Researchers set out to evaluate the effectiveness of fat grafting to restore volume loss and improve scar tissue from filler-induced complications. The study, published in the Journal of Plastic and Reconstructive Surgery (March 2021), reviewed the cases of 33 patients treated between March 2010 to February 2017. All of the patients had suffered inflammatory reactions to permanent facial fillers and had been treated with an 808-nm diode laser at the University of Modena.
The evacuation of material left facial asymmetry and visble depressions. To restore facial aesthetic units, fat grafting was performed using the Coleman technique. Fat harvesting areas were selected by patient preference, volume of fat required and access to the supine position. Donor sites included the medial thigh, flanks and abdomen. Fat was harvested using a tumescent solution containing 0.5% lidocaine with 1:200,000 epinephrine (with a ratio of aspirated fat to tumescent solution approximately 1:1) infused with a blunt inflitration cannula. The harvesting cannula (2 mm diameter with 1 mm holes) was connected with a 10 ml Luer-Lok syringe. The fat was processed through centrifugation at 3,000 rpm for three minutes. The minimum follow-up after the treatment was six months.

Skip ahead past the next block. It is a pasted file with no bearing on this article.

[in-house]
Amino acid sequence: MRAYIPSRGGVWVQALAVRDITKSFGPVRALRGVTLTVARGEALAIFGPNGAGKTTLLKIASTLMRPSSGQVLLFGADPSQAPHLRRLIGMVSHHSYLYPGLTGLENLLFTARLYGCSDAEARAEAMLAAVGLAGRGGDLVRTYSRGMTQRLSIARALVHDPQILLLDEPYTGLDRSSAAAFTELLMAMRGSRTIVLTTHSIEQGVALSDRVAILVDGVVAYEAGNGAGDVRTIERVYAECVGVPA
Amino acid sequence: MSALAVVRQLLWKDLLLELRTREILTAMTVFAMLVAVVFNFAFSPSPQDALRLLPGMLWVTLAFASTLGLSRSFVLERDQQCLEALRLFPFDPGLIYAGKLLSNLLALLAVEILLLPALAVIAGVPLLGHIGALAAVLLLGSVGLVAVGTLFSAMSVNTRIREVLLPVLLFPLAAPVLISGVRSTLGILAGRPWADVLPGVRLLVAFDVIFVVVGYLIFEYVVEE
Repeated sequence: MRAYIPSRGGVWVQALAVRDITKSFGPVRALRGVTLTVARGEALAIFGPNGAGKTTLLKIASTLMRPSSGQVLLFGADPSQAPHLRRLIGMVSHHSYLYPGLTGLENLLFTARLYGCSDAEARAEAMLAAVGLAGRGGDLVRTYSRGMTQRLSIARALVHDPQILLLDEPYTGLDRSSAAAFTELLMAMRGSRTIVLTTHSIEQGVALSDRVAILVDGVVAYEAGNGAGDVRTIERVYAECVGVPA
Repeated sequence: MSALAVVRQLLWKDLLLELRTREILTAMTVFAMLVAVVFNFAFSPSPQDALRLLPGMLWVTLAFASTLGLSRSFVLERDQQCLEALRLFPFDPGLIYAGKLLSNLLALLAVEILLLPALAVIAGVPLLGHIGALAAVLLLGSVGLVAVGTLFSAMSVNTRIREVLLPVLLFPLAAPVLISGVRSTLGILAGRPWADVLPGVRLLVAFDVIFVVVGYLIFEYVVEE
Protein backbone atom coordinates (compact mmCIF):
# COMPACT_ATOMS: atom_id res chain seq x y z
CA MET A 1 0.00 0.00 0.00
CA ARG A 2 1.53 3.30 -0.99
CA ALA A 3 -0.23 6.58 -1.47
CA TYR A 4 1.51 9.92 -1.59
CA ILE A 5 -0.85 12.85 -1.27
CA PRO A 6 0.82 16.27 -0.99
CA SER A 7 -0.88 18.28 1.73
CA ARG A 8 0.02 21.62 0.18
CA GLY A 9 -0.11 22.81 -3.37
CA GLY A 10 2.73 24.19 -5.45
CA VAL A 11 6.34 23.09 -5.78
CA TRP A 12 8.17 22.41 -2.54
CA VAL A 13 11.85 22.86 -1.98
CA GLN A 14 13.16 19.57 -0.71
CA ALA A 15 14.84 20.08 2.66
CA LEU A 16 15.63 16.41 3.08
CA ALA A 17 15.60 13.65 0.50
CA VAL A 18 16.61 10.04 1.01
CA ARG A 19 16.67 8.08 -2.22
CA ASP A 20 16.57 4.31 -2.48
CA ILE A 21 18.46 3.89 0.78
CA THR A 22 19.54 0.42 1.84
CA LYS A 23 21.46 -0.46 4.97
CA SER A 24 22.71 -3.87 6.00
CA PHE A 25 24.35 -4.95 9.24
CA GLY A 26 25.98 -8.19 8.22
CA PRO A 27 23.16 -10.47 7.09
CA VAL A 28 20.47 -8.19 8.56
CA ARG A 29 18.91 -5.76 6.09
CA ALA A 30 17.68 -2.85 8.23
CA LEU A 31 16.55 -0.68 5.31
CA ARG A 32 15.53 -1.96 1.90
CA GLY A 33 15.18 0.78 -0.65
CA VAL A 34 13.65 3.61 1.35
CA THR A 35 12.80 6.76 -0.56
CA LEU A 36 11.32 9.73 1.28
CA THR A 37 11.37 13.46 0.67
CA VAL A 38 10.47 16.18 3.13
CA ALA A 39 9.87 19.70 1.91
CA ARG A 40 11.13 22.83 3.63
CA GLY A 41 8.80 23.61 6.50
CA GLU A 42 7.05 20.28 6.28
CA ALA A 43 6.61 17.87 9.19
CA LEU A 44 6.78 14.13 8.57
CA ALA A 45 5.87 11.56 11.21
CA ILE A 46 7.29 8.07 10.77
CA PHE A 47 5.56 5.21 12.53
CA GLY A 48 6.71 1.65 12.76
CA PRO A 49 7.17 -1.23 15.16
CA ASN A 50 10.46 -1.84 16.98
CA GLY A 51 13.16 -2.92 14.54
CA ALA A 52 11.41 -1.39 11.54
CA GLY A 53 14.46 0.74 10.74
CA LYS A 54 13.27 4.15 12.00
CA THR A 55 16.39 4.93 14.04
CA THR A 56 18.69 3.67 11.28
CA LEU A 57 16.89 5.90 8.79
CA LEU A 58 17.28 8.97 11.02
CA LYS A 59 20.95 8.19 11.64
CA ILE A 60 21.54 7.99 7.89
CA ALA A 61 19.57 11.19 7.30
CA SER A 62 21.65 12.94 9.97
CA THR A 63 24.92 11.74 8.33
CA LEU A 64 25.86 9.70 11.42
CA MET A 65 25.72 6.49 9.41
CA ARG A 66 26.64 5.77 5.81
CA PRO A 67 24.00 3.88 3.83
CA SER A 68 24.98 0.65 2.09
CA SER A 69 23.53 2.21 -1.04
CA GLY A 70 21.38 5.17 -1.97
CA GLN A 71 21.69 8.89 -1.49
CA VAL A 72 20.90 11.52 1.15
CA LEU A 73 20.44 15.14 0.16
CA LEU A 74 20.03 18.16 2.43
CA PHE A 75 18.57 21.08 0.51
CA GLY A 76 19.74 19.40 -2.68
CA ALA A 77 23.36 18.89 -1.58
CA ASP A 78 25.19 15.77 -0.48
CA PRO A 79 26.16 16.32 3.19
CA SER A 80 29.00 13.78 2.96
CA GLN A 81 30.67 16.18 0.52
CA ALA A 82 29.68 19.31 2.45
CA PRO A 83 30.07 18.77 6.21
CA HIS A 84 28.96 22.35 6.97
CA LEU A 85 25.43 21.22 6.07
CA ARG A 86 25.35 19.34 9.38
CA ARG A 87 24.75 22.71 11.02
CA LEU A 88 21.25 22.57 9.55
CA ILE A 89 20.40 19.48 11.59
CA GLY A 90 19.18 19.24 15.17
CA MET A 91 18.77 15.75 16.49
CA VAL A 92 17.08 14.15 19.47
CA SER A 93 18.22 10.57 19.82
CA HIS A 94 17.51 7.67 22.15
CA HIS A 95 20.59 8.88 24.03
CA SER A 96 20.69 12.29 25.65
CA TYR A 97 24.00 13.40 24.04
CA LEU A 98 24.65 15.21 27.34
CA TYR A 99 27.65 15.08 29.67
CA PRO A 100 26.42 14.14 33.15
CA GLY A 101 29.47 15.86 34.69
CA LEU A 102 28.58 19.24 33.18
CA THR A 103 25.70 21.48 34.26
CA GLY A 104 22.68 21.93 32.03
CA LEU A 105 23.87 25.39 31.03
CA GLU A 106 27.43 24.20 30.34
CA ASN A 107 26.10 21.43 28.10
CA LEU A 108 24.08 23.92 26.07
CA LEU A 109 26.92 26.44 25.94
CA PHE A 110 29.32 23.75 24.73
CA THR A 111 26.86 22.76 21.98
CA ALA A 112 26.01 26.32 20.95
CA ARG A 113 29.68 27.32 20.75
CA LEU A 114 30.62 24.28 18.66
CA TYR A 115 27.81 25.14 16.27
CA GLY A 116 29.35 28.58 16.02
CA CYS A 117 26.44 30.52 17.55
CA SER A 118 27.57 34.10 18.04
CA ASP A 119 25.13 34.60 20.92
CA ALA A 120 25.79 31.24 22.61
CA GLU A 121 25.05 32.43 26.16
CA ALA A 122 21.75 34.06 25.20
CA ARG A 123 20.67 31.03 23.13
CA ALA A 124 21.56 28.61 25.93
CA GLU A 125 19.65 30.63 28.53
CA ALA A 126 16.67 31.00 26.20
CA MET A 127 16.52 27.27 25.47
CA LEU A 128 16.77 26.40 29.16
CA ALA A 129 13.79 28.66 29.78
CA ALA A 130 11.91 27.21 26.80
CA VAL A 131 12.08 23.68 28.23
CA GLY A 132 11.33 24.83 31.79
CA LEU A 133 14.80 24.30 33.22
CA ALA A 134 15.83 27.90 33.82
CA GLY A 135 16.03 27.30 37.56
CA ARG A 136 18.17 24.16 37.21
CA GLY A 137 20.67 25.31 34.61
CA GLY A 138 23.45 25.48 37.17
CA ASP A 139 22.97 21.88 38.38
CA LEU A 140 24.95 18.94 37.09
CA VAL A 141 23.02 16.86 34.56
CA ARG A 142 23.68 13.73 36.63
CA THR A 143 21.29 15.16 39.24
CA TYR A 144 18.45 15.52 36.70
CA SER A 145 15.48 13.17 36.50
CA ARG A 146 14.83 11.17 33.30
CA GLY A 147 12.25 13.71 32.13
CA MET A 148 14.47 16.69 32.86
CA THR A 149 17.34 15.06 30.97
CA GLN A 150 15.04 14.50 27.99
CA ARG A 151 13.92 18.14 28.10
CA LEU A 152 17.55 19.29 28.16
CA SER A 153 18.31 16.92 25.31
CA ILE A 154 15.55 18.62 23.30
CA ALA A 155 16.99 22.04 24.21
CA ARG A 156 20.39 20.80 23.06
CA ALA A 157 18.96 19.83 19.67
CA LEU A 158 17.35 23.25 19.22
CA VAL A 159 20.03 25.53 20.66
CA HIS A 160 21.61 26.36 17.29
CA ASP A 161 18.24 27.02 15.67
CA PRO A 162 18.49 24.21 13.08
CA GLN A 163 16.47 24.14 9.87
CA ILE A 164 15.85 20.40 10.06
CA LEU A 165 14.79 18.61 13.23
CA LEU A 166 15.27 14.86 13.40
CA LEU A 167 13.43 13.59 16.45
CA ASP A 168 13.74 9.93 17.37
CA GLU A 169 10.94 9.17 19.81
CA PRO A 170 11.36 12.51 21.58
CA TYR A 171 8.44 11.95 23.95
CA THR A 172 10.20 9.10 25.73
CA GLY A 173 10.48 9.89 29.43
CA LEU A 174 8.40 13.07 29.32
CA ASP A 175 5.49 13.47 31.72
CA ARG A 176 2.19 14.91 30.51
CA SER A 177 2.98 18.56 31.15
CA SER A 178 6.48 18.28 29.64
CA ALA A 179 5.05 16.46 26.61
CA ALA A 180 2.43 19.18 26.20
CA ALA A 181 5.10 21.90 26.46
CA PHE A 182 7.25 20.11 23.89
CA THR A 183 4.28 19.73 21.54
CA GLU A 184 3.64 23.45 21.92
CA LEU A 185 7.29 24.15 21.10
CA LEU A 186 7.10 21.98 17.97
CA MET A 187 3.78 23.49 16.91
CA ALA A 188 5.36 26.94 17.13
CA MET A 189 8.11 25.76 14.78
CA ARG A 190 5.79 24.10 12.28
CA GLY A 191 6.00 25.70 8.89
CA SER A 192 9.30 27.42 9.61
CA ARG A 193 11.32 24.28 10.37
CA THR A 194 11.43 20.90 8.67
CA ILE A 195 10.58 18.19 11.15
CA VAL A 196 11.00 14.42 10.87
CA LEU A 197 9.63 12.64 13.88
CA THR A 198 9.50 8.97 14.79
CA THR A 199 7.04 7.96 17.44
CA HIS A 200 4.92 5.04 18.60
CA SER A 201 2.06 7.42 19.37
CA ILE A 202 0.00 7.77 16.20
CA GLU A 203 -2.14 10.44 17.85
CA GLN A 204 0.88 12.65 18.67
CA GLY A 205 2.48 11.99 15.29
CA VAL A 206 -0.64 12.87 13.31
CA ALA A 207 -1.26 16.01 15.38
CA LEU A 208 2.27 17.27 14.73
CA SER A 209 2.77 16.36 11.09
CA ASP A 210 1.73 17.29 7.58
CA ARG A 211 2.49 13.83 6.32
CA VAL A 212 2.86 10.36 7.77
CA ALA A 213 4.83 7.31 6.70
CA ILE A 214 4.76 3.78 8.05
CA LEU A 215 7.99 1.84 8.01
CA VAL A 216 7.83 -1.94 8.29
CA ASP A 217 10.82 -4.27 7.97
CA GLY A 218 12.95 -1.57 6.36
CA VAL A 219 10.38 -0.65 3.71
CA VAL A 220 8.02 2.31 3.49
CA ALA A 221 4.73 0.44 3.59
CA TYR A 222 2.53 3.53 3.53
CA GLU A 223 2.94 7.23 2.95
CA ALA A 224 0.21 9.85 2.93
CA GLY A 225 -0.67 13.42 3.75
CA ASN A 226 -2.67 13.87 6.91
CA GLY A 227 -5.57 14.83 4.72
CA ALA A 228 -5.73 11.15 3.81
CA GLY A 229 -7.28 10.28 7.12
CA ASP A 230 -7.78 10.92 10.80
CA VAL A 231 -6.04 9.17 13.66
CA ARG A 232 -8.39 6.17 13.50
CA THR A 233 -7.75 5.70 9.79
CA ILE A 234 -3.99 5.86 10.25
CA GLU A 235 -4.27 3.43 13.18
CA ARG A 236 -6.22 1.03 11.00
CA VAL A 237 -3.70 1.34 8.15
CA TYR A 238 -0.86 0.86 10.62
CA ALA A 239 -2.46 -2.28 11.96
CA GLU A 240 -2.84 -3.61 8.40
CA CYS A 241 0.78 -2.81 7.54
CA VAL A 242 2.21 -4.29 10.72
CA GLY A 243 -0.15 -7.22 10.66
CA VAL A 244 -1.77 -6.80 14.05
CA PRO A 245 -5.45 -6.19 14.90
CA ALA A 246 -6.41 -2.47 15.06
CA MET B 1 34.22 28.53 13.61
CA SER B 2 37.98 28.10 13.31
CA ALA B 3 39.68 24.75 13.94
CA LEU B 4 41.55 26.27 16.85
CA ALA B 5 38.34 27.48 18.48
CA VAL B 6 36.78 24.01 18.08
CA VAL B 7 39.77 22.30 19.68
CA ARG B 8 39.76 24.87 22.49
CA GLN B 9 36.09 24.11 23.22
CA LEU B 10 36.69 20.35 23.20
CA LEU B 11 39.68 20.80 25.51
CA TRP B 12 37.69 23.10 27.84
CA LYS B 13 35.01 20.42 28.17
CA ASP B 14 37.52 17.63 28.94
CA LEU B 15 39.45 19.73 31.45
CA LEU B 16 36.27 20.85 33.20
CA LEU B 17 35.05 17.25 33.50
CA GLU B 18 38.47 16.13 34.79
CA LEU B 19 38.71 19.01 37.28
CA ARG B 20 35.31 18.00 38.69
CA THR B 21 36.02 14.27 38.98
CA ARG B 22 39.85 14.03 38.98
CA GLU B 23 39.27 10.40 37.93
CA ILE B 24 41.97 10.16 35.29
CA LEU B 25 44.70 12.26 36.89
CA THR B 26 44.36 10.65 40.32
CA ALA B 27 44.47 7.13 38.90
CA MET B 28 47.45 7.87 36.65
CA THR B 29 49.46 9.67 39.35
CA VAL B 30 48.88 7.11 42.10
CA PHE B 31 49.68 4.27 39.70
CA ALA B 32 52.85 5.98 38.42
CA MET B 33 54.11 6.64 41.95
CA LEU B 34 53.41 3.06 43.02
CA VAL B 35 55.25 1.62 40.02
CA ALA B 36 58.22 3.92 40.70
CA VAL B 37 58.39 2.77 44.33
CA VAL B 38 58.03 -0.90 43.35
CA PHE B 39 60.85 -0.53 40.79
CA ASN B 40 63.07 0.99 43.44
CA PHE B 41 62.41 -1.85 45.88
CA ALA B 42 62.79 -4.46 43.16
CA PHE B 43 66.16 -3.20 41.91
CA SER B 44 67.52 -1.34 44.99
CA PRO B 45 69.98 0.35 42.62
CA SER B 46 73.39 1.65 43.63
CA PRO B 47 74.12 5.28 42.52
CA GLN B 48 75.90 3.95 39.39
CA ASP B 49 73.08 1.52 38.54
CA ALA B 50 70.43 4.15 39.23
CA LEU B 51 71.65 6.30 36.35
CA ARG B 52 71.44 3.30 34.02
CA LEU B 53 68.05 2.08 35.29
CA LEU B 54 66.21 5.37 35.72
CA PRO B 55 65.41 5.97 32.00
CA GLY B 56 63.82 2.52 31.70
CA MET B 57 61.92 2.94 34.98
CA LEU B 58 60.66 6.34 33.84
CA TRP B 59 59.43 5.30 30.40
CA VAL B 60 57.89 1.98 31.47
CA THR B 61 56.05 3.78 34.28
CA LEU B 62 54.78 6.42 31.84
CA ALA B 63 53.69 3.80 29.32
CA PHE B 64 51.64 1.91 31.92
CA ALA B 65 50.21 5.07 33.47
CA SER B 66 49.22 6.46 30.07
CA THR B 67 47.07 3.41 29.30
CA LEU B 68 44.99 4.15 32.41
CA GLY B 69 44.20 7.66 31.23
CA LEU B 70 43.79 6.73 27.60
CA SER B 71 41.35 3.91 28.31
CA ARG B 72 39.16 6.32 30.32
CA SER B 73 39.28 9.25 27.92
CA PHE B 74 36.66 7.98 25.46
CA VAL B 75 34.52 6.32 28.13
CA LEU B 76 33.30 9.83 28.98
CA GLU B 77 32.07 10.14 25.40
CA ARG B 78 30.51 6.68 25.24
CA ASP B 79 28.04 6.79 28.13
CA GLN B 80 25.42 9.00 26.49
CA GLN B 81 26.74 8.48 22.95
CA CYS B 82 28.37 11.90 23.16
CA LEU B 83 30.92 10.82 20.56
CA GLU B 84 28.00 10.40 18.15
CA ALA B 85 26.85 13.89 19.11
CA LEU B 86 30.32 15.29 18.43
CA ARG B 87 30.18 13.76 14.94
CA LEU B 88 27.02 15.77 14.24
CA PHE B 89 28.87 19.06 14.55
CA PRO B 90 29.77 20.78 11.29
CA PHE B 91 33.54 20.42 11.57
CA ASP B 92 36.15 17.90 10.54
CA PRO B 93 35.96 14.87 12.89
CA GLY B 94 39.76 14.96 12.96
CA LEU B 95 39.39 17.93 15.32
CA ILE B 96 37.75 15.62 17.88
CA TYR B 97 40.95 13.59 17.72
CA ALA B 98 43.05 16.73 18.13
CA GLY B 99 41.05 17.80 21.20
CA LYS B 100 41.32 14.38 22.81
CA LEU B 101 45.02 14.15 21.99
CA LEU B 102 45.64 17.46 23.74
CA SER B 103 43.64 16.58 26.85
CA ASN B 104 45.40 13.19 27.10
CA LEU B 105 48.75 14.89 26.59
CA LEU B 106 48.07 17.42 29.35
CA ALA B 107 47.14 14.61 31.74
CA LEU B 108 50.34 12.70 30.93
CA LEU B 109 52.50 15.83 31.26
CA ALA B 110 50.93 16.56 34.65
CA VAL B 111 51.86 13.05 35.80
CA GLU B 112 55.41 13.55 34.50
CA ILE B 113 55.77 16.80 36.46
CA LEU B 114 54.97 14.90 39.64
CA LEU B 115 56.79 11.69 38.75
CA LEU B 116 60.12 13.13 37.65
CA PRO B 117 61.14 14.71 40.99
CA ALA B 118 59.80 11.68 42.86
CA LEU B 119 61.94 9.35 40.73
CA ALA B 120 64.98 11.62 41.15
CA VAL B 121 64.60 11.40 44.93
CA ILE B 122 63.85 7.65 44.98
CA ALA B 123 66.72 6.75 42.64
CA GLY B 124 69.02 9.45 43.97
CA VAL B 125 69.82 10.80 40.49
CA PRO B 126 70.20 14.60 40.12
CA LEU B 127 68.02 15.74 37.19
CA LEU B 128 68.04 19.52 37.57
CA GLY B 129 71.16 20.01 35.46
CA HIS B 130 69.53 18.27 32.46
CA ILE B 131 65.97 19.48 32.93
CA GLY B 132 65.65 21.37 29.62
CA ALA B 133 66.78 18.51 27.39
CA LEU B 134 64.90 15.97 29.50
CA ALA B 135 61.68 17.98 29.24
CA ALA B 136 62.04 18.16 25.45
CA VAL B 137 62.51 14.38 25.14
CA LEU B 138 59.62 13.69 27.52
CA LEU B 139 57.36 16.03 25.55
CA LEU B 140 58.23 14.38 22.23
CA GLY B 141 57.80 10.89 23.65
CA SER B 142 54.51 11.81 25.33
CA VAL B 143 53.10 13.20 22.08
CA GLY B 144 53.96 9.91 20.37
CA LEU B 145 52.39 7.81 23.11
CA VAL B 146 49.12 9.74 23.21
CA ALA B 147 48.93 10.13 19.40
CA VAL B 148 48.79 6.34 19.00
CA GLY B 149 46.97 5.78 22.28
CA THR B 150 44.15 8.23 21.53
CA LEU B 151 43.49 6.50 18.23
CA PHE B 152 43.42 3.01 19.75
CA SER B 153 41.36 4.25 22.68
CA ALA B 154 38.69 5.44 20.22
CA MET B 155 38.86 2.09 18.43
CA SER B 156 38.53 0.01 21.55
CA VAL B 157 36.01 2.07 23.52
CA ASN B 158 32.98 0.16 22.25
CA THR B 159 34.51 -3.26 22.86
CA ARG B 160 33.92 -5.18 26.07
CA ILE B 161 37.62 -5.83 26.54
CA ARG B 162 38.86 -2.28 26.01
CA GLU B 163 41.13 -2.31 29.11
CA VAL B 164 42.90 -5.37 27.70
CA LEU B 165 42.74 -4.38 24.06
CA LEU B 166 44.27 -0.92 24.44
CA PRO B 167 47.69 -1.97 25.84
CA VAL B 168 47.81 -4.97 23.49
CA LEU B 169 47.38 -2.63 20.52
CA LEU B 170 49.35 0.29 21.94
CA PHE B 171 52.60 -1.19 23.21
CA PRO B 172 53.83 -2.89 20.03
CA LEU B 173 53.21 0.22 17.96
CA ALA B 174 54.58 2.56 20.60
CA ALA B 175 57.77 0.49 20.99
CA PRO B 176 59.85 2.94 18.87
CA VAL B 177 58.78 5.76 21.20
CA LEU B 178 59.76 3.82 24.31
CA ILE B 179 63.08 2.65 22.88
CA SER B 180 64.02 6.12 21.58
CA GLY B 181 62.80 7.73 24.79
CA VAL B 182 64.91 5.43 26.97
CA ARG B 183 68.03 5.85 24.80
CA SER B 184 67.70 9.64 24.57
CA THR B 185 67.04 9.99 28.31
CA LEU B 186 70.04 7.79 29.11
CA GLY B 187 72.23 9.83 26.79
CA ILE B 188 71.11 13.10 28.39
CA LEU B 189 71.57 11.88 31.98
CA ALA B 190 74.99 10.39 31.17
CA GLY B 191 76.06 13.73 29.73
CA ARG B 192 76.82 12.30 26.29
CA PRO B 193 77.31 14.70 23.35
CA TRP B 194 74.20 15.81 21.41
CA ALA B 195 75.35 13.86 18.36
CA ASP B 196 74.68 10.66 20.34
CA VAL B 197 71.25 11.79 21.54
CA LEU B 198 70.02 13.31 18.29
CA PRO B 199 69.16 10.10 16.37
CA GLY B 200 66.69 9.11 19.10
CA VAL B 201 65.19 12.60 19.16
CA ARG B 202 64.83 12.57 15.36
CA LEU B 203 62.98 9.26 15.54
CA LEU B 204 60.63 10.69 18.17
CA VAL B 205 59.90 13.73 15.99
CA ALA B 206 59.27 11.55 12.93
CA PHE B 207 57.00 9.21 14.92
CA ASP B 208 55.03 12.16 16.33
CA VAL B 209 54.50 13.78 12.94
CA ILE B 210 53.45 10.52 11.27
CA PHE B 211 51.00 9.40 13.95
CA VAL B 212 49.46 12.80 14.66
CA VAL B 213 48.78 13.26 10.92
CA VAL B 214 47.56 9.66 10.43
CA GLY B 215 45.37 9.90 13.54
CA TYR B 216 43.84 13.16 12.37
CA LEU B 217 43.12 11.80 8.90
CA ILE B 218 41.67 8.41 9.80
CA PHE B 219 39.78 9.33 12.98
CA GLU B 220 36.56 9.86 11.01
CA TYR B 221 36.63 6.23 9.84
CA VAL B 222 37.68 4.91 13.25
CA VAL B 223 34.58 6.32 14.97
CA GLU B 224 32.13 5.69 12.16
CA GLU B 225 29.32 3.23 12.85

Researchers noted that volume restoration was recognized and measured according to the Global Aesthetic Improvement Scale. Twenty-two patients had significant improvement in volume restoration; eight patients had moderate improvement in volume restoration; and three patients had slight improvement in volume restoration. When it came to atrophic and scarred tissue improvement (with an apparent thickening of the skin or even elimination of scars), 25 patients were very much improved and eight patients were moderately improved.
There was a high degree of patient satisfaction with the technique.